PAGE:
Monday, January 21, 2013

Revolutionary War Ancestors on Inauguration Day By Pat Kinsella Herdeg

Today is the second Inauguration of President Obama. As my daughter and millions of other American citizens stand and watch him take his Oath of Office on the steps of the Capitol, as we listen to our President tell us ‘our journey is not complete’, I am reminded of the American soldiers who continue to sacrifice today for our freedom. They continue to fight to help us in our forward journey. We thank and honor them all.

I am also reminded of all of my ancestors who helped in that first fight, so long ago, to forge our freedom and future as a young nation. Here is a list of those direct ancestors who we know fought in the American Revolutionary War. There were countless brothers and nephews also, but we’ll stick to direct lines.

 Josiah Taylor's Gravestone

On the Taylor Side, doubtless you remember the Three Generations of Taylors who bravely fought in Connecticut for us. Josiah Taylor (1701-1781), his son Gamaliel Taylor (1735-1815) and Josiah’s grandson Thomas Taylor (1758-1826) have their story written here:

Amos Walbridge (1693-1788), fought in both the French and Indian War and in the Revolutionary War. He served during the War as Captain of his own regiment, although we can see by the following letter written by him in 1780 that he was a Major by the end of the War.

“Sir The commissary of prisoners desired me to inform you that he has received information from Philadelphia that there is sixty prisoners to be here Wednesday next and there is one now in town wanting to be sent over. He wants your directions where they shall be put if a flag should not be granted to send them immediately over. I am sir your obedient humble servant
 A Wallbridge Maj”
George Washington Papers at the Library of Congress, 1741-1799: Series 4. General Correspondence. 1697-1799 Ames Walbridge to Jedidiah Huntington, April 9, 1780, Image 765 of 1125

Letter written by Amos Walbridge

Amos Walbridge died February 27, 1788, in Stafford CT at the age of 94. Doing the math and looking at the date of his letter ( 1780), my 6th Great Grandfather was 86 at the time he was fighting for our independence—something to be proud of!

Henry Walbridge (1738-1818), son of Amos, fought along with his father in both the French and Indian War and in the Revolutionary War. His grandson wrote years later:
“I have often heard him relate incidents of the French and Indian War and the Revolutionary Wars, for he was in both. He received the title of Captain after the Revolutionary War closed, at the time the Indians destroyed Royalton, in Vermont.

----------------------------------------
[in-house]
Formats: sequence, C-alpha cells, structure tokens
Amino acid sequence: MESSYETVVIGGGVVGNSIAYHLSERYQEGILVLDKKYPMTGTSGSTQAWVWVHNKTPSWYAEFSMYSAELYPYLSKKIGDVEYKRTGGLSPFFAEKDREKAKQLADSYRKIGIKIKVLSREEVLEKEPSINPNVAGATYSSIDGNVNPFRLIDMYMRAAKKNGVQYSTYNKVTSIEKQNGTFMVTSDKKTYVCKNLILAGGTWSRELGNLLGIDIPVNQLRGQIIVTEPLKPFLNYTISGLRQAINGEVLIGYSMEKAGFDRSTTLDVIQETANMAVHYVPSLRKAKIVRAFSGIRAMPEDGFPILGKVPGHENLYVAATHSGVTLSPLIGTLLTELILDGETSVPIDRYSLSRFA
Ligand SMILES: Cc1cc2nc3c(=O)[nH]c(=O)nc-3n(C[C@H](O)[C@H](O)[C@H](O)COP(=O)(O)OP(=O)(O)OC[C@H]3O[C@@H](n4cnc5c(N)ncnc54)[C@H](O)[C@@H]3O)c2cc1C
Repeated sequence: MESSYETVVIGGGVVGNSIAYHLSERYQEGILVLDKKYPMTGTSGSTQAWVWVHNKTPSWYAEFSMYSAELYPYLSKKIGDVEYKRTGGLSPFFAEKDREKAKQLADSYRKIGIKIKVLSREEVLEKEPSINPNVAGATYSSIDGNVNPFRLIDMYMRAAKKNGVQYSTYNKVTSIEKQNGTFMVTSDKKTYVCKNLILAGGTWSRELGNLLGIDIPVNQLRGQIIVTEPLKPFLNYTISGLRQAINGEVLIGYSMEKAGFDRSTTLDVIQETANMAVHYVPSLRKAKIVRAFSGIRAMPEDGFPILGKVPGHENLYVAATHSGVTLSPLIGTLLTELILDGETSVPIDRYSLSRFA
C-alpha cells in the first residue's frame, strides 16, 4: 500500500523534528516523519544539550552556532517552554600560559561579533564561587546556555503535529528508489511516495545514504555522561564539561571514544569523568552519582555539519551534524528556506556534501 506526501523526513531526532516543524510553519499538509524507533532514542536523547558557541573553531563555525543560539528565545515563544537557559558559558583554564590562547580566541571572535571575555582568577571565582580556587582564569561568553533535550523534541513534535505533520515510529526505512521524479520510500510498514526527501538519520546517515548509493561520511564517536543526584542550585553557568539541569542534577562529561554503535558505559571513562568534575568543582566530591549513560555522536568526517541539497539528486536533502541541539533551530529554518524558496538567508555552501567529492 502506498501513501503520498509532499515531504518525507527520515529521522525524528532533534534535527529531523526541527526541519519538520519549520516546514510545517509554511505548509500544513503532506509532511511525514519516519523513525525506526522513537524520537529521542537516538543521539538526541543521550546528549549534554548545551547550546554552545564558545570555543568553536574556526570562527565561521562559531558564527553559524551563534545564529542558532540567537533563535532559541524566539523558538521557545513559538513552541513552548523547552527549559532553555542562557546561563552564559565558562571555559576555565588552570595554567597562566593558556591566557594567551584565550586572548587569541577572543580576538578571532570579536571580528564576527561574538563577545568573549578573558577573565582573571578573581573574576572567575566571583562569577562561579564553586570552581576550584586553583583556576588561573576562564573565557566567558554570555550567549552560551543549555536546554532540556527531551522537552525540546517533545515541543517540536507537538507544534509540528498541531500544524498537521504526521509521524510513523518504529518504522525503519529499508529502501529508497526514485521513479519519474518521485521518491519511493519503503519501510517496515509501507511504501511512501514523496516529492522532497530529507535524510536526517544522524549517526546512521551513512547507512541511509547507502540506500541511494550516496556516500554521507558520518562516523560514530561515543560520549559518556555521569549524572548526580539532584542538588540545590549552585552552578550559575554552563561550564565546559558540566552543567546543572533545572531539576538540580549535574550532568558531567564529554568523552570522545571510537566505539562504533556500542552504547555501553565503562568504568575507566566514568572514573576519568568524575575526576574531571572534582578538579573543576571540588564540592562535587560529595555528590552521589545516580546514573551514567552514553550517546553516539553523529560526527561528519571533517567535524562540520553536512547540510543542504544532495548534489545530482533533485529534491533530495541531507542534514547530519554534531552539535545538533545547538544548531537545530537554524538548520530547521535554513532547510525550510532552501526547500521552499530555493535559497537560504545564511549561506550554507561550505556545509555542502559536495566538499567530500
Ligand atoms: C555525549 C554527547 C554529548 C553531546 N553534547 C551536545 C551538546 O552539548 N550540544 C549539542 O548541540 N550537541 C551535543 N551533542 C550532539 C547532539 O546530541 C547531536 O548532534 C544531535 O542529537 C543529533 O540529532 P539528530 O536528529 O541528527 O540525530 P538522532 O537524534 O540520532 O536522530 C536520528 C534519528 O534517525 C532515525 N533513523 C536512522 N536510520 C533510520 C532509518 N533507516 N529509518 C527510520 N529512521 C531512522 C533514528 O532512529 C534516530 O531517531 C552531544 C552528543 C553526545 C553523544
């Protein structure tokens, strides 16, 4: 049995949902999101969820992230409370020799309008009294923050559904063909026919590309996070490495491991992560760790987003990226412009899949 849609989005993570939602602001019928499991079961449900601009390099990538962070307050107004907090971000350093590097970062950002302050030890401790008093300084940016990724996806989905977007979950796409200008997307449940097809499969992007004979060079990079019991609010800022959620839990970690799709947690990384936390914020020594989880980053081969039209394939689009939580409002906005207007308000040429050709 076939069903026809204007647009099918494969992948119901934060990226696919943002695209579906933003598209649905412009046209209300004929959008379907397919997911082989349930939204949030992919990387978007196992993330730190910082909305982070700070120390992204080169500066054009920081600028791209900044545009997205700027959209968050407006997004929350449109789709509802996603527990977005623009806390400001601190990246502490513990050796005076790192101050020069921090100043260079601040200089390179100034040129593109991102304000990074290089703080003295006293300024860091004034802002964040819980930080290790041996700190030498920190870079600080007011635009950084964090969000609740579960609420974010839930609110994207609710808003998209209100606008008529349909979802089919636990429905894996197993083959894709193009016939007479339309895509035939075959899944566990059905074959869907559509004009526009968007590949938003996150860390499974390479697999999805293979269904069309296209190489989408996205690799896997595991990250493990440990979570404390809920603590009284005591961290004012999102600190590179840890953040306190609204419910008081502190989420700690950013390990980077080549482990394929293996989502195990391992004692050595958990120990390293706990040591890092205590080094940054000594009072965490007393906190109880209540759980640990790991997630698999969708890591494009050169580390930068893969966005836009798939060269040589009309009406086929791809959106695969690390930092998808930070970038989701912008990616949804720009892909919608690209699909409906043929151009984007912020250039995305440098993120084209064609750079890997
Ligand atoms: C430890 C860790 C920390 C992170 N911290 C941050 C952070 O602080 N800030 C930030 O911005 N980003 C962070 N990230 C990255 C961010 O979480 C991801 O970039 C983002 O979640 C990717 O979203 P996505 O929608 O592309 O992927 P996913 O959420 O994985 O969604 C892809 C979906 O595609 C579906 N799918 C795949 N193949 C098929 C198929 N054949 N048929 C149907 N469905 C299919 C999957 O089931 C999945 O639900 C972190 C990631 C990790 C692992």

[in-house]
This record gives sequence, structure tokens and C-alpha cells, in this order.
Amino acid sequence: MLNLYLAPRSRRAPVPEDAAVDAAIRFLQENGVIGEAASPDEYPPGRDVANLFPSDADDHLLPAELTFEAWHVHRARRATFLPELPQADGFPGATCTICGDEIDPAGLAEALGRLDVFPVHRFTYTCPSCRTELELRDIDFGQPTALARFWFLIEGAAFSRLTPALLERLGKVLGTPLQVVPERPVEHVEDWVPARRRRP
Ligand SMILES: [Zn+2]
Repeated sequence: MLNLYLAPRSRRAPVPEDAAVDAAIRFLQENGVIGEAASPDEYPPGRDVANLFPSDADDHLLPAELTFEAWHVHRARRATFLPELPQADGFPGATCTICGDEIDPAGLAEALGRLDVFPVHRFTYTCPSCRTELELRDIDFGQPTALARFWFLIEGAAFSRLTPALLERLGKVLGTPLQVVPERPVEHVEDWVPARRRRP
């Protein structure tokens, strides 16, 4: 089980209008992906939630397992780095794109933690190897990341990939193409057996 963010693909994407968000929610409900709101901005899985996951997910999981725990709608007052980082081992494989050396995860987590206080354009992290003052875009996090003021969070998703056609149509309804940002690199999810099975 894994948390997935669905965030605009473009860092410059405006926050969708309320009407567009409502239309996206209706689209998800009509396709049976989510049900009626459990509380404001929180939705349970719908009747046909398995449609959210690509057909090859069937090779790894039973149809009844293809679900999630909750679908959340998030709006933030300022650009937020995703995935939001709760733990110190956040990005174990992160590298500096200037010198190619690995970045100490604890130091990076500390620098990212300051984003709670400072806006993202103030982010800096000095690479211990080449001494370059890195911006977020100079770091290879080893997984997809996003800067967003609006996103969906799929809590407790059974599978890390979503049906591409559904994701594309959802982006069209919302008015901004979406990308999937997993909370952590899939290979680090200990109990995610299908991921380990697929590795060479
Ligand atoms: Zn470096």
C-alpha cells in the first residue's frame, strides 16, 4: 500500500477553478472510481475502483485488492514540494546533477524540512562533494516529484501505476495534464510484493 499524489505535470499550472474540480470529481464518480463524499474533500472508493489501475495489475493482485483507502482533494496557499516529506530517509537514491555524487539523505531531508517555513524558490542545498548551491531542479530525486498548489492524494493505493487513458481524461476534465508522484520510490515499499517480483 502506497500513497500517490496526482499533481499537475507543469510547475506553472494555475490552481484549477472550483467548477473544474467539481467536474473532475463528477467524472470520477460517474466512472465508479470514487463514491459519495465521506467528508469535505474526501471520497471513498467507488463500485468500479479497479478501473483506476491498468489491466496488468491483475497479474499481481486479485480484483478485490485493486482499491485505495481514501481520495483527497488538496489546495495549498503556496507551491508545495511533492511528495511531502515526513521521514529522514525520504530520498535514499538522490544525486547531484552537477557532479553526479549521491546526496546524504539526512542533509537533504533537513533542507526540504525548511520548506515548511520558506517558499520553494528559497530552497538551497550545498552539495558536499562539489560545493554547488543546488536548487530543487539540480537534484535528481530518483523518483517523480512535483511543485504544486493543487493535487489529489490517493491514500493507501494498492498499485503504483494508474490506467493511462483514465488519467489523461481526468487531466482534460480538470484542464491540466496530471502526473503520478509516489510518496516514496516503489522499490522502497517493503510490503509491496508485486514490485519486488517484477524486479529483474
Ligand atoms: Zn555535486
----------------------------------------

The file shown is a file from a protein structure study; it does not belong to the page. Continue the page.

When he moved his family from Connecticut to Randolph, Vt., it made the seventh in the town. He made his pitch, as he called it, in the unbroken forest of two hundred acres of land, built a log house, and cleared up a splendid farm.”

On the Baker Side,

Solomon Baker (1752-1834) enlisted in the Revolutionary War in 1776.  Solomon lived in a small area of New York near the borders of Massachusetts and Vermont that was "annexed" by Vermont during the rest of the Revolutionary War. This annexation explains why he is next found in 1781 as an ensign in Col. Gideon Warren's regiment in Vermont.  By 1792, our Solomon of Granville, New York had been made a captain in Washington County, New York.  He was promoted to Lt. Colonel in 1800. He served as a Lt. Colonel until his retirement at age fifty-six, in 1809, for the state of New York

Solomon Baker's Gravestone

My brother Jim writes me more on Solomon’s wartime service: “Solomon was really a wild man because he was present at every major engagement in the Northeast except Concord/Lexington and the Battle of Herkimer (Solomon was fighting in the much larger Battle of Saratoga at the time and couldn't be in two places at one time).  As soon as he heard about the potential battle in Boston, for example, he high-tailed it there and arrived the day after the Battle of Bunker hill.  He was present at eight to ten battles all over New England and NY.

Solomon’s sister Jerusha Baker, married John Joe Backus, my fourth great grandfather. Both Solomon and John Joe became direct ancestors of mine when Solomon’s son Ira and John Joe’s daughter, Jerusha, married.

DID Solomon’s father, Benjamin Baker (1720-1798) fight in the Revolutionary War? We know he fought in the French and Indian War, but there are too many Benjamin Bakers from New York who fought in the Revolutionary War to be sure.

John Joe Backus (1747-1842) was a farmer. He enlisted with his second cousin, Solomon Baker, Jerusha's brother and became a Sergeant in the War. John Joe’s son wrote long after the war of the many times his father came and went during the War—starting when Ebenezer was a young boy of nine years old. ‘Ebenezer remembered his father talking about fighting at Ticonderoga, in the Burgoyne campaign, and being down Lake Champlain in pursuit of the enemy from the circumstances of the snow being very deep.

 Ebenezer remembered things like his father taking with him a sorrel horse and returning with a roan one and that immediately on the return of his father, his father was attacked with the camp distemper which confined him for some time. Ebenezer further remembered one time in particular of his father's going, because it was called ‘the great scout party’ and there being many of the Continental troops quartered at his father's house at the time and having to back wood to make fire for warming the soldiers and cooking.’

Jim Kinsella also adds here about John Joe: “He and Timothy Baker (his brother-in-law), would spell each other during the War.  One would serve while the other took care of both of their farms -- when the one came back from serving the other would go and take their place.

John Joe’s father, John Backus, MAY have fought in the Revolutionary War. He certainly did fight in the French and Indian War, but there are too many John Backus’ from CT that fought in the Revolutionary War to be sure (yet!).